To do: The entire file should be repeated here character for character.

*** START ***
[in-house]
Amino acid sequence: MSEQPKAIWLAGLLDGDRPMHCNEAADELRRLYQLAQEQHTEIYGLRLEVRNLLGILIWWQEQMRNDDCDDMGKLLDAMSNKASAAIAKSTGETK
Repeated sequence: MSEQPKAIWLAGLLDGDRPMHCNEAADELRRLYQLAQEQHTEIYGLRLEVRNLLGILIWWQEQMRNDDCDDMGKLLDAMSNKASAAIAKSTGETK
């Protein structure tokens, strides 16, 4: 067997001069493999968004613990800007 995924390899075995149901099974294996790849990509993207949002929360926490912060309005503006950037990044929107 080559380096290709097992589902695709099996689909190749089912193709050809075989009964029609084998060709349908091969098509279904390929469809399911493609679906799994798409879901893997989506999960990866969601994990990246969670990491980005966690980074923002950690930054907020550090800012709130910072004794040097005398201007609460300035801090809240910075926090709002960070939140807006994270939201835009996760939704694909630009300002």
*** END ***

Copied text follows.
[in-house]
Amino acid sequence: MSEQPKAIWLAGLLDGDRPMHCNEAADELRRLYQLAQEQHTEIYGLRLEVRNLLGILIWWQEQMRNDDCDDMGKLLDAMSNKASAAIAKSTGETK
Repeated sequence: MSEQPKAIWLAGLLDGDRPMHCNEAADELRRLYQLAQEQHTEIYGLRLEVRNLLGILIWWQEQMRNDDCDDMGKLLDAMSNKASAAIAKSTGETK
């Protein structure tokens, strides 16, 4: 067997001069493999968004613990800007 995924390899075995149901099974294996790849990509993207949002929360926490912060309005503006950037990044929107 080559380096290709097992589902695709099996689909190749089912193709050809075989009964029609084998060709349908091969098509279904390929469809399911493609679906799994798409879901893997989506999960990866969601994990990246969670990491980005966690980074923002950690930054907020550090800012709130910072004794040097005398201007609460300035801090809240910075926090709002960070939140807006994270939201835009996760939704694909630009300002």